Program to ponder the mystery of MasaWritten by Becky Johnson
- Waynesville to drop back and punt on no-smoking zones
- Critics be damned, I’m watching it anyway
- Serena a thrilling mix of history and fiction for locals in the know
- The logging legacy unchained: In Serena, Rash lays bare the real story of the Smokies timber boom
- Haywood’s paper mill emerges as the blue-collar mainstay
George Masa was one of the greatest landscape photographers of Western North Carolina, but where he came from and what happened to the thousands of photographs he took remains a mystery even today.
Known as the Ansel Adams of the Smokies, Masa’s stunning images helped inspire the creation of the national park and introduced the beauty of the mountains to the world in the 1920s and ‘30s.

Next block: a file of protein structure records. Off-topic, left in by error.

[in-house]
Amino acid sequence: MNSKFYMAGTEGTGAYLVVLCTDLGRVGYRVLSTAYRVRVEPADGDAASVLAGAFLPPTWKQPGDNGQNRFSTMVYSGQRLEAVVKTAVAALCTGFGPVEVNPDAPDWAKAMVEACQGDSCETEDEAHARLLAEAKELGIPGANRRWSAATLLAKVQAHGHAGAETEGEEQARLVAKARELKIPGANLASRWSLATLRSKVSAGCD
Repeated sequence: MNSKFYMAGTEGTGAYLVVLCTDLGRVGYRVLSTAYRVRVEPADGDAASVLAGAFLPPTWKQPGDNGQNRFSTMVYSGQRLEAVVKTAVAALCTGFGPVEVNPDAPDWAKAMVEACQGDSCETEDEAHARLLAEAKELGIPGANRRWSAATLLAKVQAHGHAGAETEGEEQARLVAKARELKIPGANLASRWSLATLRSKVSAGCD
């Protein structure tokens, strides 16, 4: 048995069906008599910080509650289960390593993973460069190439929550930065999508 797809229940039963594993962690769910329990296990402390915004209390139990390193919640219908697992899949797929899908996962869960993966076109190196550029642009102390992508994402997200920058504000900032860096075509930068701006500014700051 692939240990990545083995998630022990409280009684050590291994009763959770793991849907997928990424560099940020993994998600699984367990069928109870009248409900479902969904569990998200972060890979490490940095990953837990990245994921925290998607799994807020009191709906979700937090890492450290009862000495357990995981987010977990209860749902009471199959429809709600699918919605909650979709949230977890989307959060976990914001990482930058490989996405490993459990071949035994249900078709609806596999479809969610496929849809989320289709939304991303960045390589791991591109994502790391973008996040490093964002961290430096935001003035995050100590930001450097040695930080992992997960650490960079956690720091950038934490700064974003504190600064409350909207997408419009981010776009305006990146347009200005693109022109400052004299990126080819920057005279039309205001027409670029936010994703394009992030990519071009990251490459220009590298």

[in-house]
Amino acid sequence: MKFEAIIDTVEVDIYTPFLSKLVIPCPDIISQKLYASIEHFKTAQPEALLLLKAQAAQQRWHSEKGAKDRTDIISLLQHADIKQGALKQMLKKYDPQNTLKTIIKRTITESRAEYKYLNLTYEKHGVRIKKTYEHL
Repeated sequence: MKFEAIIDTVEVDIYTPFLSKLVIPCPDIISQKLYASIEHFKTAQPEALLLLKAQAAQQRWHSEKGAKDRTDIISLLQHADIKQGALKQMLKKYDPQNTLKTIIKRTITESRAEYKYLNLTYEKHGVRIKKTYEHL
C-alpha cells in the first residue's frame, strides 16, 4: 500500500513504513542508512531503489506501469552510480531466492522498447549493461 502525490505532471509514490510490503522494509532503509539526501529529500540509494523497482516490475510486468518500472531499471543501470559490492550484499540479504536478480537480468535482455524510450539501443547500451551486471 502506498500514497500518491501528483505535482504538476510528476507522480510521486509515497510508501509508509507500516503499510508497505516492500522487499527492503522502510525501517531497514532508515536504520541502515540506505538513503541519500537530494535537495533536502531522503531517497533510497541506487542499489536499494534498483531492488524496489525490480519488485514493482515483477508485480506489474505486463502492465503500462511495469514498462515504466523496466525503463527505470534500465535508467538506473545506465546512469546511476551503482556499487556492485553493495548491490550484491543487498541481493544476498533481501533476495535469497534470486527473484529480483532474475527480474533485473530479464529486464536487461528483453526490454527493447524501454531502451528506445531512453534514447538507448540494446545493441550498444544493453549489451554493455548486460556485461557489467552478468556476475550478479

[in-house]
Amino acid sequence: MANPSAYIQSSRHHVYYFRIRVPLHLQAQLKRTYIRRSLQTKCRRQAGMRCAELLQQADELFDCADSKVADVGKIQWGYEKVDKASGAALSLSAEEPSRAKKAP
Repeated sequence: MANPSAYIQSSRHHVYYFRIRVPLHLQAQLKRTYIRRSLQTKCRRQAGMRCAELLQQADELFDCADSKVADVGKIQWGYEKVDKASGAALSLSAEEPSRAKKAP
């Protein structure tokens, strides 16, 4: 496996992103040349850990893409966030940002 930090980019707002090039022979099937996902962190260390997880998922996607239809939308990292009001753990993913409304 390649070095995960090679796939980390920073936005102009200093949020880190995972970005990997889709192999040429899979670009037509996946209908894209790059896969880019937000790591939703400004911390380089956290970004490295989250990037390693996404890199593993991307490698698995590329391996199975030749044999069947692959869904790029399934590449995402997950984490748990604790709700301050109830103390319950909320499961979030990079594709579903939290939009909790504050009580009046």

A program featuring one of the largest collections of Masa’s remaining masterworks will be held at 6 p.m. July 28 at the Village Commons in Cashiers as part of the Village Nature Series. Ran Shaffner, archivist for the Highlands Historical Society, will discuss Masa’s life and his photographs on display at the Society’s Museum. Masa did extensive photography on the Highlands-Cashiers plateau in addition to his more well-known work in the Smokies.
Sponsored by the Highlands-Cashiers Land Trust and the Village Green. www.hicashlt.org or call 526.1111.